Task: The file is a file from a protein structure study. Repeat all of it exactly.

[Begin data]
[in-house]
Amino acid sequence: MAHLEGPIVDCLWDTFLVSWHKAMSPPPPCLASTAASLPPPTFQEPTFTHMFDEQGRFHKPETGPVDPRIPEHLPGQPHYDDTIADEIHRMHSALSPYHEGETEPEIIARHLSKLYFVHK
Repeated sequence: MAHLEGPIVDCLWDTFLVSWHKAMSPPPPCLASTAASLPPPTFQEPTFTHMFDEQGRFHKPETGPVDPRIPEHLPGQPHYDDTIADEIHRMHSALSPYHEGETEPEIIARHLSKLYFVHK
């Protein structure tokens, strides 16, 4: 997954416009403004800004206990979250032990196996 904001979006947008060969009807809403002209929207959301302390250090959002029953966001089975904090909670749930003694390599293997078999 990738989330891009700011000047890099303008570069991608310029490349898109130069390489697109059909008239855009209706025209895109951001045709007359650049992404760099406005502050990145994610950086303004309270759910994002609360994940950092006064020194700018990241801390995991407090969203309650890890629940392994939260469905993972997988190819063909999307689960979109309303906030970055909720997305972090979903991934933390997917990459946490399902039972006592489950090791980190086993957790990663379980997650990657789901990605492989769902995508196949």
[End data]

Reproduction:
[in-house]
Amino acid sequence: MAHLEGPIVDCLWDTFLVSWHKAMSPPPPCLASTAASLPPPTFQEPTFTHMFDEQGRFHKPETGPVDPRIPEHLPGQPHYDDTIADEIHRMHSALSPYHEGETEPEIIARHLSKLYFVHK
Repeated sequence: MAHLEGPIVDCLWDTFLVSWHKAMSPPPPCLASTAASLPPPTFQEPTFTHMFDEQGRFHKPETGPVDPRIPEHLPGQPHYDDTIADEIHRMHSALSPYHEGETEPEIIARHLSKLYFVHK
């Protein structure tokens, strides 16, 4: 997954416009403004800004206990979250032990196996 904001979006947008060969009807809403002209929207959301302390250090959002029953966001089975904090909670749930003694390599293997078999 990738989330891009700011000047890099303008570069991608310029490349898109130069390489697109059909008239855009209706025209895109951001045709007359650049992404760099406005502050990145994610950086303004309270759910994002609360994940950092006064020194700018990241801390995991407090969203309650890890629940392994939260469905993972997988190819063909999307689960979109309303906030970055909720997305972090979903991934933390997917990459946490399902039972006592489950090791980190086993957790990663379980997650990657789901990605492989769902995508196949």